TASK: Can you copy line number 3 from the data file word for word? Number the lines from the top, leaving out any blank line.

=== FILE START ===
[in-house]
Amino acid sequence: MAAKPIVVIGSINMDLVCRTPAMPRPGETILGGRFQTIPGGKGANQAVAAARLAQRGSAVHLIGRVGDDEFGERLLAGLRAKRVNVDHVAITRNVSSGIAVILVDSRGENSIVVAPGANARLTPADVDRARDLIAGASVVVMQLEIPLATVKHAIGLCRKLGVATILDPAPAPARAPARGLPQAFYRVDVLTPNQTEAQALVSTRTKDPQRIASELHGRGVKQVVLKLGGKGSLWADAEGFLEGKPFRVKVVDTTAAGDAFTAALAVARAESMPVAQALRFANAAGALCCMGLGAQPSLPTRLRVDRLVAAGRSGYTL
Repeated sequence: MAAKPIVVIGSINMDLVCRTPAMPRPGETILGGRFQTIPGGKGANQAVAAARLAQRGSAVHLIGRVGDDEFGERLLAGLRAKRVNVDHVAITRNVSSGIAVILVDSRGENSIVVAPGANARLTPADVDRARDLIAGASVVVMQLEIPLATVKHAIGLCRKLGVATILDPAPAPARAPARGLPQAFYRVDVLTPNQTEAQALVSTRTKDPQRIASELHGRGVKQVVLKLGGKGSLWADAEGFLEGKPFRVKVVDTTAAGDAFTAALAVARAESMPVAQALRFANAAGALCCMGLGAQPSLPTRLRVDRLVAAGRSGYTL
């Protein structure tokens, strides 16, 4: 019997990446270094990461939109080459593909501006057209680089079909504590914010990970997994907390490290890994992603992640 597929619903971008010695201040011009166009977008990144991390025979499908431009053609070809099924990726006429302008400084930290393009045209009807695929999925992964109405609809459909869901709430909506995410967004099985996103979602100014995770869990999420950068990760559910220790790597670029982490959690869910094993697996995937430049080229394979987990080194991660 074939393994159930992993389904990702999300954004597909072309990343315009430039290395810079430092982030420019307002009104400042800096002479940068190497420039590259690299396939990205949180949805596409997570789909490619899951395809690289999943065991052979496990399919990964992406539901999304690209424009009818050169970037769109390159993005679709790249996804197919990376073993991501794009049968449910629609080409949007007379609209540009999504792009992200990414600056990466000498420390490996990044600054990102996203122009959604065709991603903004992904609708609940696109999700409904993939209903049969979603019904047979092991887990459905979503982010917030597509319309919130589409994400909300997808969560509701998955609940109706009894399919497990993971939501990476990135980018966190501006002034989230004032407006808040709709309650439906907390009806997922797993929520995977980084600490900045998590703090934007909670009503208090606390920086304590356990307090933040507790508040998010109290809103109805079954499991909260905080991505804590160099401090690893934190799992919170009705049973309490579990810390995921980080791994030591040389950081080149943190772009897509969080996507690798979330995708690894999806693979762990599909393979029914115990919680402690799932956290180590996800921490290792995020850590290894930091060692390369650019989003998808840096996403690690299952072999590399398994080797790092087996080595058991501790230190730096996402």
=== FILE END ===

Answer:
Repeated sequence: MAAKPIVVIGSINMDLVCRTPAMPRPGETILGGRFQTIPGGKGANQAVAAARLAQRGSAVHLIGRVGDDEFGERLLAGLRAKRVNVDHVAITRNVSSGIAVILVDSRGENSIVVAPGANARLTPADVDRARDLIAGASVVVMQLEIPLATVKHAIGLCRKLGVATILDPAPAPARAPARGLPQAFYRVDVLTPNQTEAQALVSTRTKDPQRIASELHGRGVKQVVLKLGGKGSLWADAEGFLEGKPFRVKVVDTTAAGDAFTAALAVARAESMPVAQALRFANAAGALCCMGLGAQPSLPTRLRVDRLVAAGRSGYTL